Grain, soy futures dipped while other markets firmed Friday p.m.
Big soy losses seemed to weigh on corn futures Friday. The soy complex dipped Thursday night, then declined farther Friday morning as traders continued reacting to news of big Chinese soy shipment cancellations. Late talk of improving weather and planting prospects reportedly sparked late selling. May corn ended the week 2.75 cents lower at $4.985/bushel, while December dropped 5.75 to $4.9925.
Talk of Chinese cancellations sent soy values lower. The markets were hit Thursday by news that Chinese buyers had recently cancelled 500,000 tonnes of U.S. and Brazilian purchases. The implied reduction in Chinese demand rather clearly depressed bean and product prices again Friday, despite early news of a big new-crop sale. May soybeans dove 19.25 cents to $14.63/bushel in late Friday trading, while May soyoil fell 0.40 cents to 42.10 cents/pound, and May soymeal sank $6.6 to 472.9/ton.
Weather forecasts may have affected the wheat markets. Although current precipitation forecasts don’t seem all that substantial, late-week improvements in the moisture outlook seemed to weigh on the winter wheat markets Friday. Futures firmed around midsession, but ended the day weakly. May CBOT wheat futures settled down 2.0 cents at $6.6025/bushel Friday afternoon, while May KCBT wheat futures sagged 3.0 cents to $7.195, while May MWE futures added 0.75 cents to $7.0175.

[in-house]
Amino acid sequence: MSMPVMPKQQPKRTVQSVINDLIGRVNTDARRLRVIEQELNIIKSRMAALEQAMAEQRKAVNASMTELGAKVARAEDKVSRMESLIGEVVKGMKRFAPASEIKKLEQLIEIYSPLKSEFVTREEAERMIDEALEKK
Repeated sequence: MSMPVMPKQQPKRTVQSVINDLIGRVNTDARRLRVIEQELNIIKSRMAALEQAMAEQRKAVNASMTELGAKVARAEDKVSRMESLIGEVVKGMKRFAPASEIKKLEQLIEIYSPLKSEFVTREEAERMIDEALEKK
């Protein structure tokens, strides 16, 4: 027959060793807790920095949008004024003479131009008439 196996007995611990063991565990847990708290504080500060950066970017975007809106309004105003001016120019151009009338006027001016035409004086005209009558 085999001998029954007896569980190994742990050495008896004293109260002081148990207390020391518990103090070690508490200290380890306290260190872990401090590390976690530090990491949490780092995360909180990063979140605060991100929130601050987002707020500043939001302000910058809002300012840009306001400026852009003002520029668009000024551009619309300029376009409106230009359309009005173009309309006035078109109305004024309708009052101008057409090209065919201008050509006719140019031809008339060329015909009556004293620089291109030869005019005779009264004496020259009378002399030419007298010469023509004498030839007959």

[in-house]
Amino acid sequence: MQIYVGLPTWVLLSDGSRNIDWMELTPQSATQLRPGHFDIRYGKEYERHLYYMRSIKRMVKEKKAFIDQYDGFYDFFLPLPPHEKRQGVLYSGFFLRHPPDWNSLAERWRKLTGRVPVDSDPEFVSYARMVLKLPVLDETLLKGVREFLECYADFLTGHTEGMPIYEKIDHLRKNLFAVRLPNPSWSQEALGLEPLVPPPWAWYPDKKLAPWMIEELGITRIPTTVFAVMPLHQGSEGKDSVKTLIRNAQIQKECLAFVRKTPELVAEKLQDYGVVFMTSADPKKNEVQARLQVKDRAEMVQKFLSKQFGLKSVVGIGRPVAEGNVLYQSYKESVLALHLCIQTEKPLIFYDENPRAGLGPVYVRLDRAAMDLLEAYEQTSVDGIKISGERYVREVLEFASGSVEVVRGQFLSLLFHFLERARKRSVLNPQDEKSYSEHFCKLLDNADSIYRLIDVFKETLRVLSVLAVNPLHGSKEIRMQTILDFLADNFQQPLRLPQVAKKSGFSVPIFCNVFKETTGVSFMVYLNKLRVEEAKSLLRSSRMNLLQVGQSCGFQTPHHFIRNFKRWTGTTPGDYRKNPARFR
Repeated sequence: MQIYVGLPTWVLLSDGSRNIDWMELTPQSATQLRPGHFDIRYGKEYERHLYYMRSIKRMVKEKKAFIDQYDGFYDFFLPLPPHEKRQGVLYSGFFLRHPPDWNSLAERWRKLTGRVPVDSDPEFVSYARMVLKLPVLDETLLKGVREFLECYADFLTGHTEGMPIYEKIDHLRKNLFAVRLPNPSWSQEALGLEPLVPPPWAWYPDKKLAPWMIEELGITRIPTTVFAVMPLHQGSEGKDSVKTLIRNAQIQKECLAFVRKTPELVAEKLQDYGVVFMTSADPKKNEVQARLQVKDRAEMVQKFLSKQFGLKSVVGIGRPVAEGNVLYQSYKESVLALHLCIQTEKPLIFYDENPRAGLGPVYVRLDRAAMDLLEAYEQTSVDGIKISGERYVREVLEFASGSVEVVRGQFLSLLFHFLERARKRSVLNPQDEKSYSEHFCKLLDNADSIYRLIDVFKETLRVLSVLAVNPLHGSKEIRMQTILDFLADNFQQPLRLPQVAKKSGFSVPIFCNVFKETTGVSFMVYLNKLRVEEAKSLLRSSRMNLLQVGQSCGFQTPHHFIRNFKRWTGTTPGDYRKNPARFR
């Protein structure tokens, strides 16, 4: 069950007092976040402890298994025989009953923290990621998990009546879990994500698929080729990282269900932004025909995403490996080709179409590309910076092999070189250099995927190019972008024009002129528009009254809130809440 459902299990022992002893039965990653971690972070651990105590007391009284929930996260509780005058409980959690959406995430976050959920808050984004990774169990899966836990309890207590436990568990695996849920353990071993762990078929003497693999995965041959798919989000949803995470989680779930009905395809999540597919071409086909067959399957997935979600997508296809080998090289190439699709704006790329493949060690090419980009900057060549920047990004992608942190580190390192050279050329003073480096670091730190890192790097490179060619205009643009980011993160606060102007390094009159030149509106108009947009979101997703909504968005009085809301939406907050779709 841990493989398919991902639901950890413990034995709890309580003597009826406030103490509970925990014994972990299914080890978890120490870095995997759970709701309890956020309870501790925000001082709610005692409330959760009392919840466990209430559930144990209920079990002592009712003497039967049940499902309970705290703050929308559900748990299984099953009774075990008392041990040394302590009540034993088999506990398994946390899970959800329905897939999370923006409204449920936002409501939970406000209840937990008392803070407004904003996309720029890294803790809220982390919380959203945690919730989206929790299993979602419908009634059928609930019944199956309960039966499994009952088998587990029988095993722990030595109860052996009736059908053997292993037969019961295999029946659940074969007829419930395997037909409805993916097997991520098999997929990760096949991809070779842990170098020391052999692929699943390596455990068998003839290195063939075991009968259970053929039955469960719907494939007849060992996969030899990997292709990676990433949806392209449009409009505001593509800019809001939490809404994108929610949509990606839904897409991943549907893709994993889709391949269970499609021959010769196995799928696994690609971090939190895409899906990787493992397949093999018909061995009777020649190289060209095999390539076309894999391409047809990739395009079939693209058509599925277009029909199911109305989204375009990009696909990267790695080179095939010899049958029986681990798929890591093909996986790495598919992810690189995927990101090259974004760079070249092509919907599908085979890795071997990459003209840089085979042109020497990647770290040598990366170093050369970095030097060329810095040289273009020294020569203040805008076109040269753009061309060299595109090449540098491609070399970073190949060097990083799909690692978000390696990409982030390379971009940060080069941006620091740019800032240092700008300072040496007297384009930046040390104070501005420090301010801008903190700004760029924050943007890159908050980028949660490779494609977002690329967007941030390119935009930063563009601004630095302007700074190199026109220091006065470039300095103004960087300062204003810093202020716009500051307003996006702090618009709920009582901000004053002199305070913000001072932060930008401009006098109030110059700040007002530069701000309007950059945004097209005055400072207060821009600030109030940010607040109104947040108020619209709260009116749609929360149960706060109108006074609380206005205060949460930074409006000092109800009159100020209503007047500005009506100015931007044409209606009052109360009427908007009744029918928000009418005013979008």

Talk of steady cash quotes boosted cattle futures Friday. Ongoing wholesale losses seemingly presaged a drop in cash cattle prices this week, thereby depressing CME futures. However, the Chicago market turned higher in response to news of a few cattle trading at steady prices this morning. June cattle futures climbed 0.57 cents to 135.77 cents/pound in late Friday action, while December skidded 0.22 to 140.17. Meanwhile, May feeder cattle advanced 0.40 cents to 180.07 cents/pound, and August jumped 0.55 to 182.47.
Wholesale strength seemingly supported hog futures. Cash hog and pork quotes fell sharply Thursday afternoon, which weighed heavily upon CME futures in early-Friday CME trading. And yet, the midday pork quote indicated a modest morning rise, which, along with reports of modest cash slippage, apparently encouraged buying in Chicago. June hog futures edged up 0.07 cents to 121.22 cents/pound at their Friday close, while December ran up 0.80 to 89.45.
Cotton futures firmed on short-covering Friday afternoon. The cotton market apparently suffered from Thursday’s bearish export sales report and concurrent equity weakness through much of Friday’s ICE session. However, prices rebounded late in the day, which probably reflected pre-weekend short-covering and technical buying. May cotton closed unchanged at 89.02 cents/pound as trading concluded Friday, while December cotton rallied 0.63 to 81.47.
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